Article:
Logansport Pharos-Tribune from Logansport, Indiana on October 4, 1896 · Page 11
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October 4, 1896

Logansport Pharos-Tribune from Logansport, Indiana · Page 11

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Logansport, Indiana
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Sunday, October 4, 1896
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Page 11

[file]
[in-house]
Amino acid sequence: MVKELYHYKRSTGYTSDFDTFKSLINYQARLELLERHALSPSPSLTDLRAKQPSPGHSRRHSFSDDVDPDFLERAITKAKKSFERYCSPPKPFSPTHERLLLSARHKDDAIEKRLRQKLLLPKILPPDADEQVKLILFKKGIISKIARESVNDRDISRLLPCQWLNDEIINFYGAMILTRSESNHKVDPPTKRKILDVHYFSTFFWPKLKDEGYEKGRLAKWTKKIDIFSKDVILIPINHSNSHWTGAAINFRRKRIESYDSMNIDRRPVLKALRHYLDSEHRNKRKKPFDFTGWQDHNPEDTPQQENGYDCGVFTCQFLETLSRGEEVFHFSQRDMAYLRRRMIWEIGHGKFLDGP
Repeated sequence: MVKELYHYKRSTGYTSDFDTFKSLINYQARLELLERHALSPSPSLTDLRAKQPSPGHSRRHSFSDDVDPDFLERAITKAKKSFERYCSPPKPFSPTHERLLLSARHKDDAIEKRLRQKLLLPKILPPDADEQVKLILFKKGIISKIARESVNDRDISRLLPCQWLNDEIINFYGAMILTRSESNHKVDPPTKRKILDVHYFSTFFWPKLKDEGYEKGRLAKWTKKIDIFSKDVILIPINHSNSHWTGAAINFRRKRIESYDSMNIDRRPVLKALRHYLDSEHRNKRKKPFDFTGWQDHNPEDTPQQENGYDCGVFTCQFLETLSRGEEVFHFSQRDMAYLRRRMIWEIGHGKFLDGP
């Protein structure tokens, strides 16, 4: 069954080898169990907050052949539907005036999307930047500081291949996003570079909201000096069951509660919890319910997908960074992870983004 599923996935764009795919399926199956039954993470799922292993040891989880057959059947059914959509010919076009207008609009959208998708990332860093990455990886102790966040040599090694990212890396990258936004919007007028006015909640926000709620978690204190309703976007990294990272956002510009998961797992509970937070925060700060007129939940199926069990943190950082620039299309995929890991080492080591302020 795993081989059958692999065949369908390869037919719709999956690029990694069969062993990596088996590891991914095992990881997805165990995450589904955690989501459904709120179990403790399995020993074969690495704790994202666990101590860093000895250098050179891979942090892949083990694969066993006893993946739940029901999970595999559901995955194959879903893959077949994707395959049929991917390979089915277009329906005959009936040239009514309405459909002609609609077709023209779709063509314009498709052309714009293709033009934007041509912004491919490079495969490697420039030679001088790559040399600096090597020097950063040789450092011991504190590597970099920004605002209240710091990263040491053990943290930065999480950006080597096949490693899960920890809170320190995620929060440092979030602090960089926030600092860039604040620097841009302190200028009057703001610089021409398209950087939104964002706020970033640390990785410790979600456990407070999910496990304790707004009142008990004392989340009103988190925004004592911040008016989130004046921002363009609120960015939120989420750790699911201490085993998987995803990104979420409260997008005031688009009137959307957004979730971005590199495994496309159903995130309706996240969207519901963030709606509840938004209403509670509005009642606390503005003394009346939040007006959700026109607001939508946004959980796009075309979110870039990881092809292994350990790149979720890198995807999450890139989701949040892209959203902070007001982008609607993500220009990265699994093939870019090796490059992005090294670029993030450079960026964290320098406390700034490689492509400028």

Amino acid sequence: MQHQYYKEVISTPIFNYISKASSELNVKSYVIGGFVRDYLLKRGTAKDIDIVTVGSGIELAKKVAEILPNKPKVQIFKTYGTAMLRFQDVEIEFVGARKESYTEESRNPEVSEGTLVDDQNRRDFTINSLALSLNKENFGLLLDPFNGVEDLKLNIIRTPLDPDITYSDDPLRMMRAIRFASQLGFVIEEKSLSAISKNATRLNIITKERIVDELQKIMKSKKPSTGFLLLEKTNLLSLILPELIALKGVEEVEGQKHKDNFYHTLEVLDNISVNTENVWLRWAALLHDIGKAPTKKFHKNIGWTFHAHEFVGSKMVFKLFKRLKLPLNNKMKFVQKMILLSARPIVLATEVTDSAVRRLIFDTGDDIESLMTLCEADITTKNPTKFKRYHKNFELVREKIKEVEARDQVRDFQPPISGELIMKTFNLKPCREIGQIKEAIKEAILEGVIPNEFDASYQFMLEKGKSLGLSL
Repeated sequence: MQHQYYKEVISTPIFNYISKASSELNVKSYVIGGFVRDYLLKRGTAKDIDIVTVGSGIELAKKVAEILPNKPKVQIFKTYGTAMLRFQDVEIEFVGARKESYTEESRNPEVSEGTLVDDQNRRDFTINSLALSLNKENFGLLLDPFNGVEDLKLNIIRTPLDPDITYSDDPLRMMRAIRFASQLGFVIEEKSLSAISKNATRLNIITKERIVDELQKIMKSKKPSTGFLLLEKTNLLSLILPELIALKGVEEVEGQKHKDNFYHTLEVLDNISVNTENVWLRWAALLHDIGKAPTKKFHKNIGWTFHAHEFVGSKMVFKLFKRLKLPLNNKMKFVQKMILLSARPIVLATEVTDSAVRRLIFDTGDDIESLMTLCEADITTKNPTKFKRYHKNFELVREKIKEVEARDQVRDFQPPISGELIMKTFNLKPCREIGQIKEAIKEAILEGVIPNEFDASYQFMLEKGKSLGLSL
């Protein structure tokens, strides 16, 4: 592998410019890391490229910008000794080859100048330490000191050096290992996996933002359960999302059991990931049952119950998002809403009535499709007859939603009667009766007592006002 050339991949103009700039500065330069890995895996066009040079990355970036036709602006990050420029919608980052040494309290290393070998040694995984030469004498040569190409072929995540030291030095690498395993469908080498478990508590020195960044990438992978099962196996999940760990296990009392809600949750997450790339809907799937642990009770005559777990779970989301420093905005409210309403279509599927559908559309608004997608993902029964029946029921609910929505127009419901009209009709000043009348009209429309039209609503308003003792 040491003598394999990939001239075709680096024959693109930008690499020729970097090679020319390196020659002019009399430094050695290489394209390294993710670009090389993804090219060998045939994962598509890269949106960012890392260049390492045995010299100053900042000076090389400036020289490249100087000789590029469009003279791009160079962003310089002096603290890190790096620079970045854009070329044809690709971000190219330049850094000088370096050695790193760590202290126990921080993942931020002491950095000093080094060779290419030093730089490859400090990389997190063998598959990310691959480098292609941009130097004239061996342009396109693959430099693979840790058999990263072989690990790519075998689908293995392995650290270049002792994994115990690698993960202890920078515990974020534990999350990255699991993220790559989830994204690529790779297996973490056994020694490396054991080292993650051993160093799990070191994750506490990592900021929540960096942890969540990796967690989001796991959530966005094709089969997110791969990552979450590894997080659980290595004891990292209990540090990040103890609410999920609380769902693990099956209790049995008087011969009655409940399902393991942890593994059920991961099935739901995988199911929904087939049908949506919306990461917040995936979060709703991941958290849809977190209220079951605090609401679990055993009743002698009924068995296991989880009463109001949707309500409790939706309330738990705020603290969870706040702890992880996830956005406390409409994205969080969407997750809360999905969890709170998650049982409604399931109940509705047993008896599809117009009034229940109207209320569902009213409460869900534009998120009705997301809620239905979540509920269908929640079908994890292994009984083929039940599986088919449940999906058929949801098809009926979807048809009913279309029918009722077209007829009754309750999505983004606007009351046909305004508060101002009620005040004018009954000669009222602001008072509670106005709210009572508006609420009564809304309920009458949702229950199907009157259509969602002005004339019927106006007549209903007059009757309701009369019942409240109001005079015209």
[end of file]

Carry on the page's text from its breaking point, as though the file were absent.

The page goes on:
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>f / f \. GENERAL SPORTING. SOME NOTES AND REVIEWS OF CURRENT EVENTS. «h»rt<ej'« Poor Showing with John L SnlllYmn—The I.nt« Harry 11111 Died In I'or«rty—A Woman Cliallenitoi Cor- b.tt. -UST why John L. Sullivan should have emerged from his well-earned retirement to exhibit tho ruin of his . former selt, anil '|O^ possibly to serve ae a. punching bag for o present un- V known "quantity" of pugilism, and •on what ground Thomas Sharkey bases his pretensions to championship hon- ore, was a mystery to 5,000 persons •who went to Madison Square Gardens the other night to see the sailor "drawn out." Sharkey displayed a physique •which would do credit to a weight-lifter, behaved modestly as befitting a stranger, and that is all he did do. An essential element of pugilism, the ability to box, he failed to display, and those who saw him concluded that he could not. The exhibition, however, raises the question as to what can be the matter with Corbett, w.hose recent four-round contest with Sharkey did not at all redound to his credit. Tha bout between Sullivan and Sharkey was announced as an exhibition of boxing, and a moment later the crowd roared as the old champion appeared. He was old, he was gray, and It was no more proper that he should be in a ring than that he should essay skirt dancing, Sharkey, when ho threw off his robe, displayed a remarkable specimen of manhood, more picturesque because of swelling muscles and graceful form than Sullivan showed at his best, Sullivan, In response to the cries for a speech, said: "It's not necessary for me to make a speech, gentlemen, for the referee-has told you 1 that this Ifc to be an exhibition bout. I've had ray day, and am now almost too fat to tight, . But you will have :i chance to see what the young man can do. He wants to get up to the top. and deserves all sorts of luck." Then time was called, and Sullivan, from start to finish, made the beat showing. He could not move his ponderous body, but he had almost the old quickness of the arms; he could duck a little, which was more than Sharkey could do, and twice he dodged, but this effort was almost too much for him. Sharkey was so slow that a watch might have been put on his blows, and he fudged distances badly. At first 'it was thought that possibly he did not want to display the old champion's weakness, but that idea was quickly dispelled. He was a great disappointment. Sullivan hit him in tho face almost at will, but even the one-minute rounds tired the old man. In the third and last round he tripped and almost fell. When the exhibition was ended Fitzsimmons said: "I've changed my mind now. Sharkey's even easier than I thought." Tli* r,jt« Harry Hill. Harry Hill, the veteran sporting man, one of the best-known New Yorkers of his time, and well known throughout tho country, died at his home in Corona, Long Island, the other day. The cause of his death Is attributed to .drinking impure water from the water supply at Corona. He was TG years of age and had been ill less than two weeks. Harry Hill had the reputation, of which he was proud, of being "the squares! man" who ever owned a. sporting resort in New York. A decade and a half ago his resort at Houston and Crosby streets was known all over Uie HARRY HILL, country and no rural individual of any sporting proclivities at all considered a visit to New York complete unless It included a visit to "Harry Hill's.' 1 The proprietor was genial and hearty, .and it was his boast—truthful so far as is known—that no person was ever robbed In his place. Many New Yorkers who have memories, and not unpleasant ones, of Harry Hill occupy places high i;i politics and in the business, world to-day. It was their custom to "open wine" with the thick-set, popular Englishman who conducted It, and who owed his success to his honesty and- gcod fellowship. Hill, who was at ono time reputed to be worth $500,000, died In poverty, and it la a fact worthy of noto that of all the men who have achieved success and under obligations to him not one went to his assistance In the days of his adversity. Th« l«««t Itceoril to Date. U l» noticeably (SSftsplcuous that when a horse Is reports?! lamo'and off the next heard of is a grand victory. Just so with John R, Gentry. At Bos. ton h* hit hie quarter hard, and'.had >««n reported lame jn consequence, yet i' S. ' «,. at Fleetwood Jic won the .fastest rac» In turf history to date—2:03%',' 2:03%, 2:03'/i— and on a track far from a record-breaker. There Is a stiff up-grade In the third quarter, short homo stretch and the turns nre short and.not especially thrown up. Quitter though he has been accused of being, and I really think'he at times-.has deserved the charge, be certainly was a marvelous horse at Fleetwood. Grand circuit followers stuck to Robert J. at 10 to 3. ami before they got away for the last heiu played even money on the champion, but he was beaten by a nose In a halr-ralslng finish. Early In the race he was too unsteady to make use of, eo let Frank Agnn fight it out with the little stallion. The once sensational Star Pointer, 2:04%, cut a sorry figure and was behind the flag In the second heat. He is either acting very badly or is a back number. Young McClary. they say, drives him as well as did Geers, but the conclusion is ho isn't right this season, maybe suffered acclimatization early in the year in their cold eastern country and will not round to in time to be of any account She Clinllcne* 1 Corb«tr. Mrs. Edward WliHe of New York city is a remarkable woman. She has tacitly challenged Corbett to a boxing match and she fights regularly with her husband two times a day and makes no secret of It. In other words, Mrs. White, a handsome and modest woman some twenty odd years of age, holds her own against GIRL VS. LEOPARD. MRS. KDWARD WHITE, the champion welterweight boxer of the world. She is willing to enter contests with male professionals and fight to a finish. Her specialty is bag-punching. Three years ago when she was married she was weak and delicate, almost an invalid, and to gain strength had her husband, who is a boxer, put her through a course of training such as athletes and professionals undergo. Her muscle /leveloped In a surprising manner and now her right arm biceps expansion is an inch and a half, her chest expansion two aad seven-eighths inches and she weighs 140 pounds, though only five feet four inches high. Her muscles stand out in knotty bunches like those of a well-developed man and her husband has hard work preventing her giving him knockout blows In their contests. They exhibit on the vaudeville stage. Last May i.n Philadelphia Mrs. White issued a clialiense to any local bag- punching expert, and that means mucn In that city where some of the most noted bag-punchers'live. The man who responded was beaten by his feminine antagonist. Sho has .now issued a formal challenge to any bag-puncher In the world to meet her In a contest ae/ cording to approved rules. Tlic Sea»"»"» He»vj r ««iK I 't* The season's brew of fresh heavyweight has been so numerous Pacillc- coastward that the follower of this col- u'nn will doubtless evince no SJrprlsi to learn that there is rtill another on the calendar; nevertheless, it is a queer thing to account for, taken as a whole, why heavies should keep bobbing up a' this one particular point in the continent. It is to be remembered that both Corbett and Joe Choynski were born there. Some of those of the 1886 crop have not first seen the light ther« nor near there, but have sprung suddenly into fighting form from Cooling about the coast, so that It amounts to about the same thing, I advise any pug who may have had his ambitions squelched in other quarters to go out 'there .''-.Hi smell around. The newest of t^Pnew of 'Frisco is named Jack Stel&ir and he claims Chicago as the •city from which be hailed. He never did anything in this climate and the chances are he never would have done anything. But in' 'Frisco last week Stcizner got In the ropes and made a stand-off draw with Van Buskirlc, the big ono who has been talked about freely as a comer of late. The men boxed ten rounds, with honors about even, Turf Not** I Bessie Wilton, 2:09'A, has a bowed tendon and it is doubtful as to her racing again this season. Hoover, 2:27te, a new one by Allerton, i« from the dam of Eiloree, Z'.IV/-. He is said to be a good prospect for a 2:20 mark. Belle'Wells, 2:17%, is a great card for her sire, Pactolus. Sho took her record in a three-minute class at Hedrick lust week. Roan Wilkes, 2:07%. recently worked a quarter in 31 seconds on a half-mile track. He is ticketed for a 2:05 record ere the season's close. Directum, 2:05%. is at Highland park, Detroit, and working moderately to sulky. He la.down for an exhibition there during the meeting. Oen. Turner Is working Jettie, 2;16'A, lightly again. She has been undergoing . .tmtnient for a curb thrown at Bostcra In 'her-race- last 'June. BRAVE TEXAS MAIDEN HAS A DESPERATE ENCOUNTER. It Ilntl Altiicknil Il»r •nd Wan StranKlluc \Vlirn Sim Arrlveil « ntclifnrt iinil HI lie. l.lltln Jlriitlior Him <•» l>"»"i " til" Seeim- ELOW is a portrait of Miss Sallia Strong, tho bravest little girl in Texas. Just now her namo P in n p o n every- .body.'s lips In Cald- WX / wo " an(1 vlcinlty - wj / and she is the heroine of the day. A few days ago this courageous young lady, armed at first only with 1 a pitchfork, came out victorious In a combat with a monster leopard cat. This species of the wildcat of tho jungle generally shows its tall when It meets a human being in tho forest, but when It Is hungry It will prowl-around barnyards, and when attacked under such circumstances it lias been known to fight like a tiger. Mr. Strong and his wife had gone to Lexington, expecting to return homo before sundown, but they were belated, and Miss Sallie and,her little brothers and sisters were out In the front yard anxiously awaiting the return of the old people. When the sun sank behind the. trees one oC the little boys •who looked to be about ten years of ago went to the barn to put feed in the troughs for his father's horses. Miss Sallie heard the little fellow screaming, and ran to his assistance at onco. When she opened the barn door she was surprised to find her little brother struggling beneath a monster leopard cat. She did not swoon or run away as almost any other girl would have done, but seizing a pitchfork that happened to be close at hand, she made a lunge at the savage beast and drove the tines Into-his flanks. Tho cat released the boy and turned upon the Kirl. The little fellow ran up Into the hay loft and the brave girl kept moving back and jabblug the fork at the now thoroughly enraged monster. She says his eyes looked like two balls of fire, while ho gnashed his teeth 'and wagged his tall as i£ he were going to spring upon her every instant. She managed to back through the door and close it. She says that she had never shot a gun in her life but she knew that her father always kept his shotgun loaded. Sho ran to the house and got the gun, and when she came back the cat had caught a pig and was dragging it across the floor of the barn. She put the gun through a crack of the building and aimed as best she could. Her aim proved to be good, for when the emoke cleared nway she saw the big animal lying on lib side, kicking and struggling In the throes of death. The little boy was still in the liay loft and she heard him cry: "You have killed him, sister; I can see him. You 'most blowed one side of his head oft." Her parents were only a few hundred yards away, and when they heard the report ot tho gun the old gentleman lashed his horses Into a. gallop and when he reached the front gate he was very much surprised io see his daughter with ii gun and heur the children say, "Sallie has killed a lion." He was still more surprised when he went to his barn and saw a monster leopard cat lying dead on the door. The cat is one of the largest ever killed in Texas. He measured eight feet four inches from the tip of his nose to the end oC his tail. The hide, when tanned, will make a magnificent robe, as It is MISS SALLIE STRONG, die finest kind of fur and covered wiih beautiful spots. There was a picnic in the neighborhood next day at which this young lady was crowned queen of the festivities, and the young men of the community presented Miss Sallie with a beautiful gold watch, on the case of which they Intend to put a suitable inscription commemorative of this brave little girl's combat' and triumph over a leopard cat. Tho candidate for congress, the Hon. Joo Bayers, made the presentation speech, and now nothing would be easier than for this pretty girl to find a husband. IlOW *U«- KlIIMT. Kittle—Harry won't lake "No" for ah answer. Tribena—How do you know? • Kittle—Because I shan't give it to him.—Tit-Bits, "Is your last, name Walker, Sammy?" "Naw, Walker was me name when I was horned an' they did'n' call me Sammy till four weeks later. Sammy's mo las' name, mum." Mr Baltour Is getting,the reputation of being, a .resUess cyclist mid .the London-traffic. Attention I most cordialfy invite the public, and especially the ladies, to call at my place of business and inspect the largest and best line of Kitchen •MbM~- Utensils ever shown in the city. Granite ware is a thing of the past compared with STRANSKY STEEL WARE, and the prices are far below that of Granite. A Guarantee of Five Years Given on Each Piece. H. J. CRISMOND, 312 Market Street. Going For A Lake Trip? You'll fully enjoy a.11 of Its d If you uikuoiioo: tno LAKE MICHIGAN AND LAKE SUPERIOR TRANSPORTATION GO'S ELEGANT STEAMSHIPS, Snillng « between Chicago and Madeline lilind lour times every week. Some think it's foolish; some think it's wUej Bui the smartest of men do advertise. A Solemn Fact! Tim new "Mtnlton" is n •laclclnac Island, etc. -- Write for our rfiad.iblc rending iniitt-er. froo, or ask your Ticiursfc apcnt. . 'Adflrusd Jos. Herob.iiolrn LAKE MICH. AND LAKI i SUPJEBIOBTIIANS.CO. Ru»hindN.W»terS!.. ChlC»ge A SHORT JOURNEY TO CALIFORNIA IN FIRST CLASS STYLE The Southern Pacific Co ••SUNSET LIMITED" TRAIN. Over the Sunset Route—New Orleani to Los Angeles and San Francisco. ,WM discontinued April ICth. The nperlor accommodations given tto |TMt number'of pitrons of the above train during the paat tourist season, warrants -tbo auuouncement of plans (•r nest season of finer service with tfjulpmeut superior to. anything yet k»own In transcontinental traffic. Look for early re-lnaoirnratlon of "•UNSET LIMITED" thll fall. For Home Seekers. The Southern Pacific Co. "Suniel loute" In connection with tho "Queen u d CreBcent Route" are running the only Une of through tourist Pullman •l«epers leaving Cincinnati...,.every Thursday evening for Los Angeles and IAD Francisco. These excursions ar* specially conducted, and the object Is to. enable thoiu who do not care to buy the first-clam round trip or one way tlcketa, to enjoy t comfortable ride with sleeping car plYtleges and no change of cars at the »«7 low second-class rate. " for further Information, addreu ^. i. CONNOR, Commercial Agt 8. P. §•„ Cincinnati, O. . TV. O. NEIMYEB, Q. W. Agt. 8. P. •t., Chicago, tit. •'.; §. F. MORSE, G. P. A T. Agt. 8. f go., Kew Orleans, L»v It is strange, but an indisputable fact, that some business men will sit around and complain about hard times when, if they would follow the example of successful competitors who regularly advertise, they could bring on an era of prosperity. The most successful men have demonstrated that liberal advertising does pay. Come and see us if you wish to make your business A Grand Success! Drawings of Vll Kinds Made by BYRON B. GORDON. Spry Draughtsman & Patent Attorney. Block U>ganspor|